JOHN HOPLEY, editor and proprietor of Bucyrus Journal Bucyrus, Ohio. Mr. Hopley, whose portrait appears in this work, came to Bucyrus in the spring of 1856, to fill the position of Superintendent of the Union Schools. He is by birth an Englishman, although he was naturalized many years ago, and has long been thoroughly identified with the interests of his adopted country. His paternal ancestors were substantial farmers in the county of Suffolk, England. His father was a Surgeon in the English Navy, and in private life., first a practicing surgeon at Whitstable, a small sea-coast village in Kent and afterward at Lewes, in Sussex, one of the most venerable towns in England. His mother's ancestors were for many generations distinguished dignitaries in the Church of England, and he has the genealogical tables of their descent for hundreds of years back. Mr. Hopley was born at Whitstableon May 21, 1821, but his parents removed to Lewes while he was yet an infant. He finished his education at the Royal Naval College, then at Camberwell in the county of Surrey, and a suburb of London, now at New Cross in the same county. It was an institution for the sons of naval officers, and although not licensed to confer degrees, the course of education was very extensive and thorough, embracing a course as comprehensive and as high as any college course in the country. The institution received 330 pupils, all of whom lived in the college. The Roll system of education was adopted: it comprehends the instruction of pupils in large classes by the aid of the best pupils acting as monitors, and it is sometimes known as the Monitorial system. It was therefore, although not by design. a Normal School, and it afforded to the monitors at the head of their classes, a large experience in the art and duties of teaching. Although Mr. Hopley, as a boy, excelled in many of the sports of the playground, he was never an idler at his studies. He was a constant contestant for the head of his various classes, frequently standing first and acting as head-monitor for weeks together. He thus early acquired the art of teaching which afterward contributed to his reputation as a teacher in this country. About the close of his term as a student in the Royal Naval College, he was made a teacher and continued in the institution for some years in this capacity. In 1842 soon after he became of age he came to the United States with his mother's brother, John R. Prat, Esq., of Zanesville, Ohio, and went into his store as clerk. He continued clerking until the fall of 18444, when he commenced to teach school with a view to reading law. But he was earnest in whatever he undertook, and the better he became known as a teacher, the larger were the schools he taught and the more time he devoted to then thus making, his progress through the elementary law books very slow. In 1845, he removed to Logan, Hocking Co. where he induced the School Directors to establish graded schools. These were among the first in Ohio and they were, a great success. In 1848 he married at Logan, Miss Georgiana Rochester, fourth daughter of John Rochester Esq., and. desiring to study the nature of society under the system of slavery, he went to the South to teach. He had schools at Yellow Creek, in Montgomery Co., Tenn., also near Elkton, Todd Co.. Ky.,. and also at New Providence, near Clarksville, Tenn. from which place at the close of 1852, he returned to Logan, and taught there for three years. The present system of school supervision had been inaugurated in his absence and he resumed his duties at Logan as Supervisor of the schools, which however were scattered over the village as closely together as rooms, far from suitable, could be obtained for them. In 1855, he removed to Columbus to take the position of teacher of Mathematics and of Commercial Arithmetic, in what was then known as Granger's Commercial College. After, however about six mouths of labor in this new sphere, he found the College so-called, a very unstable institution and he left it to take charge of a fractional term of the Wellsville Union Schools, from which place he removed with his family to Bucyrus, arriving on Saturday, 12th of April, 1856. The schools were at that time comparatively in their infancy as union schools, and were far from being in a prosperous condition. Mr. Hopley, however prosecuted his new duties with his usual thoroughness industry and zeal, and soon made them the wonder and admiration of his fellow citizens. In 1858, he formed a partnership in the practice of law with A. M. Jackson. Esq., for a year and was admitted to the bar. At the expiration of the term, he opened an office by himself and practiced with encouraging success until the close of July, 1862 when he went to England in company with Mr. Thomas Alsop, on professional business. Upon his return in October, he found the law practice almost destroyed for the time being; scarcely any cases were tried. In nearly all either one of the parties, or some important witness was in the army. In this emergency, he obtained from Mr. Chase, the Secretary of the Treasury, an appointment to a clerkship in the office of the Second Auditor of the Treasury. Soon after by special order of the Secretary, he was transferred to the Secretary's own office. He then had a desk in the library of the Treasury, and commenced a thorough study of finances, employing his pen effectively in sustaining the financial policy of the Secretary, and the establishment of national banks. When the national bank bill became a law, he was transferred to the Banking and Currency Bureau. Hon. Hugh McCulloch was then Comptroller of the Currency, and he placed Mr. Hopley in charge of the statistical division of the bureau. This included the examination of the regular report, required by law of the banks and of the reports made by the Bank Examiners. In this position, it frequently became his duty to furnish distinguished members of Congress with such data their speeches on financial questions as made them distinguished. In 1864, he resigned to accept a position in a large bank in New York. In 1866, he returned to Washington in a private capacity for his employer, and was appointed National Bank Examiner for all the Southern States except Delaware, Maryland and Virginia. Kansas was afterward added and he entered upon his duties in the fall of 1866. Having completed the examination of the list of banks, he returned to Bucyrus and in September, 1867, he purchased the half-interest in the Bucyrus Journal, of the senior editor, J. G. Robinson. Esq., for $2,000. It was at that time conducted by the brothers Messrs. James and Ralph Robinson. In May 1868 it was arranged for Mr. Ralph Robinson to sell out to John Markee, Esq., whom Mr. Hopley the same day purchased the other half-interest for $2,000. Although he entered upon journalism only as a temporary resource, preliminary to returning to the practice of the law. Yet he soon became absorbed in his new profession to the exclusion of everything else. In August 1870, he entered upon the duties of Postmaster, and retained the office until January 1, 1879. He still continues to edit the Journal. His family is as follows: Charles Rochester, John Edward, Thomas (who died in infancy), Thomas Prat, Mary Catherine, Georgiana Eliza, Harriet Evaline, James Richard., Frank Lewes and Joseph William, ten in all, of whom nine are yet living.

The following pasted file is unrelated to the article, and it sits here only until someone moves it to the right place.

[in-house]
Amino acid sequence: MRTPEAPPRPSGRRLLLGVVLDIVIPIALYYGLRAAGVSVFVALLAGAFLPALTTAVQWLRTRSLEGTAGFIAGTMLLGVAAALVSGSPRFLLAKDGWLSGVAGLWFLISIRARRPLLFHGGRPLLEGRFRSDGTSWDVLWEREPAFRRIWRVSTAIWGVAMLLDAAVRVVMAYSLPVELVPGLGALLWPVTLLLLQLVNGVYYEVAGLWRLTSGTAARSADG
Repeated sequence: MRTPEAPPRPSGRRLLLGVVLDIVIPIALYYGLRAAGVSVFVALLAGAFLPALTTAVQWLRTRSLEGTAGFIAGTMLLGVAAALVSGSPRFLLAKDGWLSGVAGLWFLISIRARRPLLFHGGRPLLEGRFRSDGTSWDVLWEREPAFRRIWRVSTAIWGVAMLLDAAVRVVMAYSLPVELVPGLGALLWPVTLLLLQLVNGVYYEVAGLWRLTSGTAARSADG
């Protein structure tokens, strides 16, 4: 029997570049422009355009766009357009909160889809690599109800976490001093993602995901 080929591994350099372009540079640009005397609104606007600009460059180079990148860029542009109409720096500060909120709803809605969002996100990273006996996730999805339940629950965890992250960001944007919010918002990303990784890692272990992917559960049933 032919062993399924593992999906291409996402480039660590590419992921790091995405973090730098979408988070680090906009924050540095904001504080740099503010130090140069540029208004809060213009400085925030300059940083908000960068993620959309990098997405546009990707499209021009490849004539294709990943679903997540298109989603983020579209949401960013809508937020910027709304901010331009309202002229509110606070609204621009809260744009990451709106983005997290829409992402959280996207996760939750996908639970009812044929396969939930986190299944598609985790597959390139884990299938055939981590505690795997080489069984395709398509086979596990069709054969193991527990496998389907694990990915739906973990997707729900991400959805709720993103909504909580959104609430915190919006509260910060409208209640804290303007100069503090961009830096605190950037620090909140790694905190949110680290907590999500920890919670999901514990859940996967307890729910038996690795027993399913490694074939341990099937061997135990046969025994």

History of Crawford County and Ohio, Baskin & Battey, Historical Publishers, Chicago, 1881